Since Queen Elizabeth II’s coronation in 1952, Queen’s Counsel – usually displayed next to lawyers’ names as a ‘QC’ suffix – has referred to lawyers who have demonstrated exceptional skill in their ability to advocate complex and significant cases in the higher courts of England and Wales. KC applications are considered by a selection committee made up of senior lawyers in annual ‘competitions’, and then successful applicants are appointed the honorific title.
While the status has historically been reserved for barristers who had the exclusive right to advocate in courts across England and Wales, since 1995, with the introduction of higher rights of audience for solicitors, solicitors who qualified for higher rights of audience (also known as solicitor advocates) have been eligible for the title.
The status of Queen’s Counsel that we have come to recognise during the reign of Queen Elizabeth II refers to an honorific title that bestows exclusive rights to wear a silk gown and have precedence over other barristers in court. The title, originally granted upon the direct appointment of the Crown, is now open for application by legal advocates who have practised law for ten years and been recommended by the Lord Chancellor.
Under the reign of the late Queen, the title given to the highest legal advocates across England and Wales was Queen’s Counsel, with the first Queen’s Counsel as we know it today being appointed by Queen Elizabeth I in 1957. However, despite the familiar title, the traditions of the status began under a King, evolving since its introduction into the ‘badge of honour’ we recognise it as today.
In records dated as far back as the 16th century, the title of King’s Counsel was originally reserved for the Attorney General, Solicitor-General and King’s Serjeants who were given the status of King’s Counsel in Ordinary as recognition for their position. It was only in 1603 that the King’s Counsel status shifted from one that exclusively reflected an occupational title to one that could be regarded as vocational calling, when Sir Francis Bacon was granted the title to reflect a right of precedence before the Court.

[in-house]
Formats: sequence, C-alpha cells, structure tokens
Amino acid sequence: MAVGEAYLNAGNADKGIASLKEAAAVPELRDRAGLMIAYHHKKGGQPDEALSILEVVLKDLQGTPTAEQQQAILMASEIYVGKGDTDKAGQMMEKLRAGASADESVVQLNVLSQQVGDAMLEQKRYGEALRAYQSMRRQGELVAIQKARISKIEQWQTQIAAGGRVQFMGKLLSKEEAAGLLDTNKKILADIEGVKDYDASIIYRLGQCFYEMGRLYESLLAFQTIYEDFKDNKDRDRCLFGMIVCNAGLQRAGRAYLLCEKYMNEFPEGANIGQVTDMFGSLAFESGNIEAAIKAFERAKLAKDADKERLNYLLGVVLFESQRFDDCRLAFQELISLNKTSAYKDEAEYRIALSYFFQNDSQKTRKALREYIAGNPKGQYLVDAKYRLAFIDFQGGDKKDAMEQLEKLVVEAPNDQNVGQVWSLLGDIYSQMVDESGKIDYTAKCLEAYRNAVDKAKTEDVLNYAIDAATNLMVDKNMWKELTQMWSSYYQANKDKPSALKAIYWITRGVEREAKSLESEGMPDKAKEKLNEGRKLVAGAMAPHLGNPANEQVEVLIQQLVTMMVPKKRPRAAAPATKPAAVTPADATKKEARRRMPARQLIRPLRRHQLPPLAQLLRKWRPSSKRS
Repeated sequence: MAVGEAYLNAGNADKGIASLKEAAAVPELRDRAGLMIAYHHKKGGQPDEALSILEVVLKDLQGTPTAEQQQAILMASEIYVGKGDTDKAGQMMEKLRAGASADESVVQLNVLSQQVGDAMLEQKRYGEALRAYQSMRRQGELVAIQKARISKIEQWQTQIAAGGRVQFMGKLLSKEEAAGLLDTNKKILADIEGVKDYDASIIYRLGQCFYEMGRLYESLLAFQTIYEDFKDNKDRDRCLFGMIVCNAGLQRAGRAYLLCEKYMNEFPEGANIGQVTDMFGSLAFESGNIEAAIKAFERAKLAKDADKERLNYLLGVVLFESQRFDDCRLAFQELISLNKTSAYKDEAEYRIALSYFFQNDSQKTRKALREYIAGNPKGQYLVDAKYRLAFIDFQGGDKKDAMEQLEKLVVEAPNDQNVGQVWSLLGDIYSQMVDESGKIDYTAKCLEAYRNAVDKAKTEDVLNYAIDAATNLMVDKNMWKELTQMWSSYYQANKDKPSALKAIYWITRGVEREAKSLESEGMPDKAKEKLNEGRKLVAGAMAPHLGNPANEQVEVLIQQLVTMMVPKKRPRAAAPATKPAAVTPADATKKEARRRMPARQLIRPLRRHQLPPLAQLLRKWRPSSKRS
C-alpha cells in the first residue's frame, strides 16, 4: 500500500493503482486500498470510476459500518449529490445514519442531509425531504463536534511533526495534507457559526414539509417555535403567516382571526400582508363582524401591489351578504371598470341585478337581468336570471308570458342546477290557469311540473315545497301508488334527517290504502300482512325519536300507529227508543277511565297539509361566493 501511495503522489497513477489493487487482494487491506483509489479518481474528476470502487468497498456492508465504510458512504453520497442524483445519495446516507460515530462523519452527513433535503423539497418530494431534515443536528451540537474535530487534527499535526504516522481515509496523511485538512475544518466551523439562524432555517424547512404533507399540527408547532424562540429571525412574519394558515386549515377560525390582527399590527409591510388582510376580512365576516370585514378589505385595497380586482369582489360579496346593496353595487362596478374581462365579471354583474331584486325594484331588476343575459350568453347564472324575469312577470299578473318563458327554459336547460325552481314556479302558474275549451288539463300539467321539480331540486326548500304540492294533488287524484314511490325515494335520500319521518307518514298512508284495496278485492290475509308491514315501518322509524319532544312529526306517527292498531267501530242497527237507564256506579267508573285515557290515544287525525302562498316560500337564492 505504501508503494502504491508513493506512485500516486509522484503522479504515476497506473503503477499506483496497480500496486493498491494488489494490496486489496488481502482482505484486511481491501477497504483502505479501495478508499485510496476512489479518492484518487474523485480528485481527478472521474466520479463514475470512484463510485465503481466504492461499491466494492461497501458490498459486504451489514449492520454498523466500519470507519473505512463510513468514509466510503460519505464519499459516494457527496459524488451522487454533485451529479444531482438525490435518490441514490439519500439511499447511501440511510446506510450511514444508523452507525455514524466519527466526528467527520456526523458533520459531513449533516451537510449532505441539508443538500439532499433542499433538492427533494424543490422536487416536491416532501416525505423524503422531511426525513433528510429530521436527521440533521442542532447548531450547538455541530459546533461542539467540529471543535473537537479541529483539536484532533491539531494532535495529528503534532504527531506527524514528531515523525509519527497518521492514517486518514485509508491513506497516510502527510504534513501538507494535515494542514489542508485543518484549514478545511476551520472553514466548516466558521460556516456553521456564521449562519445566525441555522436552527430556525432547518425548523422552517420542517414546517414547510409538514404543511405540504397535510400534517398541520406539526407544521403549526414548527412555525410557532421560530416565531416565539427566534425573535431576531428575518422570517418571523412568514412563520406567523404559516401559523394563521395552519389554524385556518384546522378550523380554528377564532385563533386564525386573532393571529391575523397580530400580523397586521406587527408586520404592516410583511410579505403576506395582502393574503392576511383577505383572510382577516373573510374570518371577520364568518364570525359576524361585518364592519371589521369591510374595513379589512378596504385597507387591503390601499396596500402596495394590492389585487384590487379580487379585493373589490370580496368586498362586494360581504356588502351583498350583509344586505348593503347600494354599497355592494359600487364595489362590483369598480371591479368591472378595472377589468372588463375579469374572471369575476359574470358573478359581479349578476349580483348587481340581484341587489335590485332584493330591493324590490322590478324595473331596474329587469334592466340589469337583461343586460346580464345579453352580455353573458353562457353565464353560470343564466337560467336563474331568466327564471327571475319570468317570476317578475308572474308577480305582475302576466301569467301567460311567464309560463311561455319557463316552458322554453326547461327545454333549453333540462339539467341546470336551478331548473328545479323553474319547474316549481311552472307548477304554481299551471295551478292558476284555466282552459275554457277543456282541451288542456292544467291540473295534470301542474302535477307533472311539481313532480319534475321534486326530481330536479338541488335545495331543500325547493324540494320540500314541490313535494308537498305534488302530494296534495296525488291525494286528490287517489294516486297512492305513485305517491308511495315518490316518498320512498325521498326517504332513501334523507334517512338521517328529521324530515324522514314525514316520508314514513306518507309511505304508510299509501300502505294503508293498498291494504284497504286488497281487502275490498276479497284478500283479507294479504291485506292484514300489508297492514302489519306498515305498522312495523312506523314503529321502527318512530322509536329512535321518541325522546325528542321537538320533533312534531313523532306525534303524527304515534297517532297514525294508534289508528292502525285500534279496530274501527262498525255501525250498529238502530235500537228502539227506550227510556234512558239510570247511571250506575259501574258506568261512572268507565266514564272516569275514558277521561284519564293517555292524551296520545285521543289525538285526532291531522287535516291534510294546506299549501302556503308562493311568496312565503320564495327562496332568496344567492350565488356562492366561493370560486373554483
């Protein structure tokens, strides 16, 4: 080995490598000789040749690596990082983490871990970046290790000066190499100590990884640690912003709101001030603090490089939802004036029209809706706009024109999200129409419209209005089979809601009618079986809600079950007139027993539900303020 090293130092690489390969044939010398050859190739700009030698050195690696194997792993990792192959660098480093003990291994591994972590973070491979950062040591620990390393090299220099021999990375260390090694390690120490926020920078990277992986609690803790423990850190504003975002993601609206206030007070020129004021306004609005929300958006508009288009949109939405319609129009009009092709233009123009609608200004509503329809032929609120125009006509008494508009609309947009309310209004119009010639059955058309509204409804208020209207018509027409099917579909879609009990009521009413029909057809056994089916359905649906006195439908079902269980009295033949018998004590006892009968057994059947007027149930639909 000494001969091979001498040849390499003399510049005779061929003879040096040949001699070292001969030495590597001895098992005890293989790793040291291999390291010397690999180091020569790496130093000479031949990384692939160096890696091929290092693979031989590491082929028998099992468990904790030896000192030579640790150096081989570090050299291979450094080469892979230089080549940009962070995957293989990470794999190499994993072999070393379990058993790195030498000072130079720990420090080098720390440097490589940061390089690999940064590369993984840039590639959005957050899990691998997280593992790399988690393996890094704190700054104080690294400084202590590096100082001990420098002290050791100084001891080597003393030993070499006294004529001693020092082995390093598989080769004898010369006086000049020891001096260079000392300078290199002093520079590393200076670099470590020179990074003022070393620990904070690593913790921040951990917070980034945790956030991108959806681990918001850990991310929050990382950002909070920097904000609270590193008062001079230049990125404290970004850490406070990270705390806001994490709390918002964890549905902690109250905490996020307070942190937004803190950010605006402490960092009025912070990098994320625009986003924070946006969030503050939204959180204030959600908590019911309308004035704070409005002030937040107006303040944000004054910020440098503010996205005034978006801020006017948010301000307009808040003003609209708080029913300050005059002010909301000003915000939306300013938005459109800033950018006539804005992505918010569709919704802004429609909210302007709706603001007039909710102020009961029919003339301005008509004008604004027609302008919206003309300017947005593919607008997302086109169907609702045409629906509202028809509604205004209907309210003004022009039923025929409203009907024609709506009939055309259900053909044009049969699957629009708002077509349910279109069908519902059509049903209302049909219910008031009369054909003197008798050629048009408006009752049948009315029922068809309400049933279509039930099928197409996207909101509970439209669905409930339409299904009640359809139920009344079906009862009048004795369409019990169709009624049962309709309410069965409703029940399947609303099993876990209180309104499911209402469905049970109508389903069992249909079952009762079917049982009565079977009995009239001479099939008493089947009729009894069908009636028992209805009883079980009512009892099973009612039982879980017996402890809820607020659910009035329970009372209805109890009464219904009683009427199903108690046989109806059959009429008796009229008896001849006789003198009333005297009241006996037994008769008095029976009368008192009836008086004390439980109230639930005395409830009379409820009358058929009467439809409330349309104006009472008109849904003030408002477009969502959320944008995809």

The right of precedence granted to Bacon became a hallmark of the early King’s Counsel whose members were initially appointed by the monarch of the country to be one of ‘His [Her] Majesty’s Counsel learned in the law’. This enabled the swift resolution of Crown litigation compared with other disputes of the time.
The developing nature of the King’s Counsel meant the gradual decline in the relevance of the formerly more senior titles of King’s Serjeants Attorney General, and Solicitor-General and, by the early 1830’s, King’s Counsel had become the standard of recognition for senior barristers as a reflection of professional seniority, rather than purely denoting the elite position of royal Counsel.
Gradually, the appointment to the King’s/Queen’s Counsel shifted from a vocational calling to a badge of honour and prestige, reflecting the skill and expertise of successful applicants and becoming what we recognise it as today.
Under the automatic effect of the Demise of the Crown Act 1901, section 1, members of the previously titled Queen’s Counsel (QC) have become King’s Counsel (KC) following the Queen’s passing and the beginning of HM King Charles III’s reign as monarch.
A spokeswoman for the Bar Council, which represents all barristers in England and Wales, confirmed in a publication that the change in title was immediate and that “we mark with sorrow and dedication to justice the change of Queen’s Counsel to King’s Counsel.”
The title of King’s Counsel recognises the same status and rights of those appointed and will remain until a reigning Queen returns to the throne – something we are unlikely to see again in the near future, given the throne’s current lineage.
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